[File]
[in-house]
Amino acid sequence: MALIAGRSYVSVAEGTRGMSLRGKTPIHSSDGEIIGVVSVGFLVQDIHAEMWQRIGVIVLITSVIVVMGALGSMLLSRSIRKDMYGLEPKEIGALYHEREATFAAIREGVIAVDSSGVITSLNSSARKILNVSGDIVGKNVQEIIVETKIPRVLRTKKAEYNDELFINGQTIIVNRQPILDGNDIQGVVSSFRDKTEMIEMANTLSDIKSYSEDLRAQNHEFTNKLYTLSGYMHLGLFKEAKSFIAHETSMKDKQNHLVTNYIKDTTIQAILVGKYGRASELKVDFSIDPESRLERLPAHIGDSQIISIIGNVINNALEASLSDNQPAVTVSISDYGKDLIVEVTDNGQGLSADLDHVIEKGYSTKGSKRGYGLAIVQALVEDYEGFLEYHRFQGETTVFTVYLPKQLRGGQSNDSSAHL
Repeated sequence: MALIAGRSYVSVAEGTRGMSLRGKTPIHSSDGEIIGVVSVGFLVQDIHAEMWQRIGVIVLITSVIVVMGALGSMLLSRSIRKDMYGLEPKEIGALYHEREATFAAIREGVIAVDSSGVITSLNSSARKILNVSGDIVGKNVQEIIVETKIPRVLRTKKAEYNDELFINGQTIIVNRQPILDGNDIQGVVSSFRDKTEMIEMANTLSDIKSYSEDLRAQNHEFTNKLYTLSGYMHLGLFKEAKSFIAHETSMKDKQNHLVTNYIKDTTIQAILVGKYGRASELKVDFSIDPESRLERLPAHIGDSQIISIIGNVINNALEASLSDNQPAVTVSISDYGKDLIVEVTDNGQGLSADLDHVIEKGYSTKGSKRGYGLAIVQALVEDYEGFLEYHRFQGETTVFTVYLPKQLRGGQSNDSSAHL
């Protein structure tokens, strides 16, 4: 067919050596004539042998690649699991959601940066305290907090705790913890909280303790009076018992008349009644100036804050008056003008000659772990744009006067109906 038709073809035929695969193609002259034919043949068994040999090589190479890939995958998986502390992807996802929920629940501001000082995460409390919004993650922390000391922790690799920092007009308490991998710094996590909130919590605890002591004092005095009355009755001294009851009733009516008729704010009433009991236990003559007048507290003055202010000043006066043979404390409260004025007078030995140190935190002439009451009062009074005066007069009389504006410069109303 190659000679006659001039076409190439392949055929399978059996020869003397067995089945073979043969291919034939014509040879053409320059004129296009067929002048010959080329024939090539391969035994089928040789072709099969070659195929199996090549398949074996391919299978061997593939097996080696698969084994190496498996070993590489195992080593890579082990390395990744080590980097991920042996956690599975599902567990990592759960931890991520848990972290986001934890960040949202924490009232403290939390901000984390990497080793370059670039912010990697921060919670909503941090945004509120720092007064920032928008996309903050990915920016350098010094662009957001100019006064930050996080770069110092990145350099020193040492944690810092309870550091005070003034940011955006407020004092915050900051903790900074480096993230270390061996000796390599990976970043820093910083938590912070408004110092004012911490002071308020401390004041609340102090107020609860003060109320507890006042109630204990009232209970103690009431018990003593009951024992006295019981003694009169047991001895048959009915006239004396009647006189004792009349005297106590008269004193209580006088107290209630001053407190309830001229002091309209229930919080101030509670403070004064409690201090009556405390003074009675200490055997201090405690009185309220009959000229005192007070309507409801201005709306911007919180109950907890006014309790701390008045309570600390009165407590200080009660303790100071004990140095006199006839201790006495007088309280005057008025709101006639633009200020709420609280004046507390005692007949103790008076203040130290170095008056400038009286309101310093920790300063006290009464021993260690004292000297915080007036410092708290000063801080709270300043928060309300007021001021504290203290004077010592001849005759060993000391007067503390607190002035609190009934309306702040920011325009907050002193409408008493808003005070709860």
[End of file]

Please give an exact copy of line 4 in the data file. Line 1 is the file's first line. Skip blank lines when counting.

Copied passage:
């Protein structure tokens, strides 16, 4: 067919050596004539042998690649699991959601940066305290907090705790913890909280303790009076018992008349009644100036804050008056003008000659772990744009006067109906 038709073809035929695969193609002259034919043949068994040999090589190479890939995958998986502390992807996802929920629940501001000082995460409390919004993650922390000391922790690799920092007009308490991998710094996590909130919590605890002591004092005095009355009755001294009851009733009516008729704010009433009991236990003559007048507290003055202010000043006066043979404390409260004025007078030995140190935190002439009451009062009074005066007069009389504006410069109303 190659000679006659001039076409190439392949055929399978059996020869003397067995089945073979043969291919034939014509040879053409320059004129296009067929002048010959080329024939090539391969035994089928040789072709099969070659195929199996090549398949074996391919299978061997593939097996080696698969084994190496498996070993590489195992080593890579082990390395990744080590980097991920042996956690599975599902567990990592759960931890991520848990972290986001934890960040949202924490009232403290939390901000984390990497080793370059670039912010990697921060919670909503941090945004509120720092007064920032928008996309903050990915920016350098010094662009957001100019006064930050996080770069110092990145350099020193040492944690810092309870550091005070003034940011955006407020004092915050900051903790900074480096993230270390061996000796390599990976970043820093910083938590912070408004110092004012911490002071308020401390004041609340102090107020609860003060109320507890006042109630204990009232209970103690009431018990003593009951024992006295019981003694009169047991001895048959009915006239004396009647006189004792009349005297106590008269004193209580006088107290209630001053407190309830001229002091309209229930919080101030509670403070004064409690201090009556405390003074009675200490055997201090405690009185309220009959000229005192007070309507409801201005709306911007919180109950907890006014309790701390008045309570600390009165407590200080009660303790100071004990140095006199006839201790006495007088309280005057008025709101006639633009200020709420609280004046507390005692007949103790008076203040130290170095008056400038009286309101310093920790300063006290009464021993260690004292000297915080007036410092708290000063801080709270300043928060309300007021001021504290203290004077010592001849005759060993000391007067503390607190002035609190009934309306702040920011325009907050002193409408008493808003005070709860």